Perhaps the best demonstration of versatility we have had for a long while has come during the past few months from Nigel Patrick, whose magnificent spiv in Noose was followed quite startlingly by an almost equally fine performance in an entirely different vein in Silent Dust. Since then he has done another attractive job, again different, as a young man-about-town in The Perfect Woman. When we saw Noose, most critics thought that Nigel would most certainly be typed. Adroitly, he has evaded that danger and has shown himself to be a very able actor, with a polished technique and an attractive personality.
In spite of the fact that he seems to have had too little to do, I still confidently tip Kieron Moore for stardom, provided that he is not forced to tackle characters for which he is unsuitable, such as Vronsky in Anna Karenina. It is not easy to forget his fine, sinister performance in Man About the House, which made an instant and powerful impact upon filmgoers and critics alike. He was not entirely happy in Mine Own Executioner, but since those early days he has appeared in Saints and Sinners, a story more suitable to his talent and personality, for he learned his acting at the Abbey Theatre, Dublin. Kieron was introduced as a star from the first: but he needs careful casting in his next two or three films if he is in fact to achieve big stardom of a lasting kind.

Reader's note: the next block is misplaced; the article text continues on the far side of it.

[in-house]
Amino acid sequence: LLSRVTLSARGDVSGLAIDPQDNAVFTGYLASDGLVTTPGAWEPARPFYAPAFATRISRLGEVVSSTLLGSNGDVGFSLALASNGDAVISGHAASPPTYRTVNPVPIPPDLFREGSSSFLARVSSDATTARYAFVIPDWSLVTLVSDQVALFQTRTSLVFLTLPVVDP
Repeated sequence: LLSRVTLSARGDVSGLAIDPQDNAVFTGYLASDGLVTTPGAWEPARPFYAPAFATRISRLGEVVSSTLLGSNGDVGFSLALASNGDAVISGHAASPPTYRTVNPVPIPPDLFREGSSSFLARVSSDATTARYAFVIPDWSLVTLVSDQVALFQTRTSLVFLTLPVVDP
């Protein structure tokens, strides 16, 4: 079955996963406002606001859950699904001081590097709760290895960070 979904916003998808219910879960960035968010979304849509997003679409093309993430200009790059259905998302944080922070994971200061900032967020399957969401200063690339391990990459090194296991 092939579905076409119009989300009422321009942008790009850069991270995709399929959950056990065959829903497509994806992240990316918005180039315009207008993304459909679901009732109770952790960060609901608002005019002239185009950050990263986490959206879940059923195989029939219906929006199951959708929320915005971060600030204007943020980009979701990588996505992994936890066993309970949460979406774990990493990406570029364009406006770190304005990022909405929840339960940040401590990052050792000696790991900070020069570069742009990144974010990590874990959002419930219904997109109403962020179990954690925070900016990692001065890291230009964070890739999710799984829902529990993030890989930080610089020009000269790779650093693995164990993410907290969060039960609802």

Three other men have been given prominent spots in major films of late and have done well enough to be regarded as star material. They are Harold Warrender, Norman Wooland and Dirk Bogarde. Of these Warrender and Wooland are both actors of long and varied experience. Bogarde has had much less general but more picture experience.
Harold Warrender’s performance as Dr. Wilson in Scott of the Antarctic was so sympathetic and natural that it would require very little time to groom him into a British Spencer Tracy. His subsequent film, Warning to Wantons, was not so successful. I would like to see this gifted actor given a first class story with enough drama to enable him to give us more of his gift of deep human understanding.